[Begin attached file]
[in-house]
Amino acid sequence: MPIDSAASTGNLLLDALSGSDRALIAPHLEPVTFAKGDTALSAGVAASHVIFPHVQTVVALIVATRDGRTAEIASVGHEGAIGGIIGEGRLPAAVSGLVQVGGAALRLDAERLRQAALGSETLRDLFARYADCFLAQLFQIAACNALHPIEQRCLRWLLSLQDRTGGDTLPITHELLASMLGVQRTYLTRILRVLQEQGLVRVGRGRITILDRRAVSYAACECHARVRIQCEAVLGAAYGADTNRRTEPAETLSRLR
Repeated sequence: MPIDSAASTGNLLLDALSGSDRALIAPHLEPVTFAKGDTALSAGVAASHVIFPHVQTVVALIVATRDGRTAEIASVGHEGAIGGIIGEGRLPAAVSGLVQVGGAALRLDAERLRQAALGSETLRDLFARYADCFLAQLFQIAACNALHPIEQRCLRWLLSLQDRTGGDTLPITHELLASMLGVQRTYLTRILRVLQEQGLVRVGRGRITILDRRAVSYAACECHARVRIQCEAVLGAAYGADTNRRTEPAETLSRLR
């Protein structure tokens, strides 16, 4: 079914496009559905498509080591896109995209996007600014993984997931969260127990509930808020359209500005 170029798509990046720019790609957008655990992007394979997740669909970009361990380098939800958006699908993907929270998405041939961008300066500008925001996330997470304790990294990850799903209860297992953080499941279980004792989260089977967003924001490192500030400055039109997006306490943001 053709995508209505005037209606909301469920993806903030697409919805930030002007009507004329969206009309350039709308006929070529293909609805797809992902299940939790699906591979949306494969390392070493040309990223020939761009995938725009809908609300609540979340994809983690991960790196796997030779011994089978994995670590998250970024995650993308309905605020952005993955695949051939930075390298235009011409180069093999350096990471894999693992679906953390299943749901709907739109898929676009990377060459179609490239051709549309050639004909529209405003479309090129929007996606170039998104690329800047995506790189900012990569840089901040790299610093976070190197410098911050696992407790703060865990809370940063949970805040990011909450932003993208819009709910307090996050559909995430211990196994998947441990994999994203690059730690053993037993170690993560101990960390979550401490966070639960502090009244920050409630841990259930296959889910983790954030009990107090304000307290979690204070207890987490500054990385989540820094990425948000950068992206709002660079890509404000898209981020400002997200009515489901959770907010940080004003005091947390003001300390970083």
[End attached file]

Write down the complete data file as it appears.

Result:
[in-house]
Amino acid sequence: MPIDSAASTGNLLLDALSGSDRALIAPHLEPVTFAKGDTALSAGVAASHVIFPHVQTVVALIVATRDGRTAEIASVGHEGAIGGIIGEGRLPAAVSGLVQVGGAALRLDAERLRQAALGSETLRDLFARYADCFLAQLFQIAACNALHPIEQRCLRWLLSLQDRTGGDTLPITHELLASMLGVQRTYLTRILRVLQEQGLVRVGRGRITILDRRAVSYAACECHARVRIQCEAVLGAAYGADTNRRTEPAETLSRLR
Repeated sequence: MPIDSAASTGNLLLDALSGSDRALIAPHLEPVTFAKGDTALSAGVAASHVIFPHVQTVVALIVATRDGRTAEIASVGHEGAIGGIIGEGRLPAAVSGLVQVGGAALRLDAERLRQAALGSETLRDLFARYADCFLAQLFQIAACNALHPIEQRCLRWLLSLQDRTGGDTLPITHELLASMLGVQRTYLTRILRVLQEQGLVRVGRGRITILDRRAVSYAACECHARVRIQCEAVLGAAYGADTNRRTEPAETLSRLR
């Protein structure tokens, strides 16, 4: 079914496009559905498509080591896109995209996007600014993984997931969260127990509930808020359209500005 170029798509990046720019790609957008655990992007394979997740669909970009361990380098939800958006699908993907929270998405041939961008300066500008925001996330997470304790990294990850799903209860297992953080499941279980004792989260089977967003924001490192500030400055039109997006306490943001 053709995508209505005037209606909301469920993806903030697409919805930030002007009507004329969206009309350039709308006929070529293909609805797809992902299940939790699906591979949306494969390392070493040309990223020939761009995938725009809908609300609540979340994809983690991960790196796997030779011994089978994995670590998250970024995650993308309905605020952005993955695949051939930075390298235009011409180069093999350096990471894999693992679906953390299943749901709907739109898929676009990377060459179609490239051709549309050639004909529209405003479309090129929007996606170039998104690329800047995506790189900012990569840089901040790299610093976070190197410098911050696992407790703060865990809370940063949970805040990011909450932003993208819009709910307090996050559909995430211990196994998947441990994999994203690059730690053993037993170690993560101990960390979550401490966070639960502090009244920050409630841990259930296959889910983790954030009990107090304000307290979690204070207890987490500054990385989540820094990425948000950068992206709002660079890509404000898209981020400002997200009515489901959770907010940080004003005091947390003001300390970083």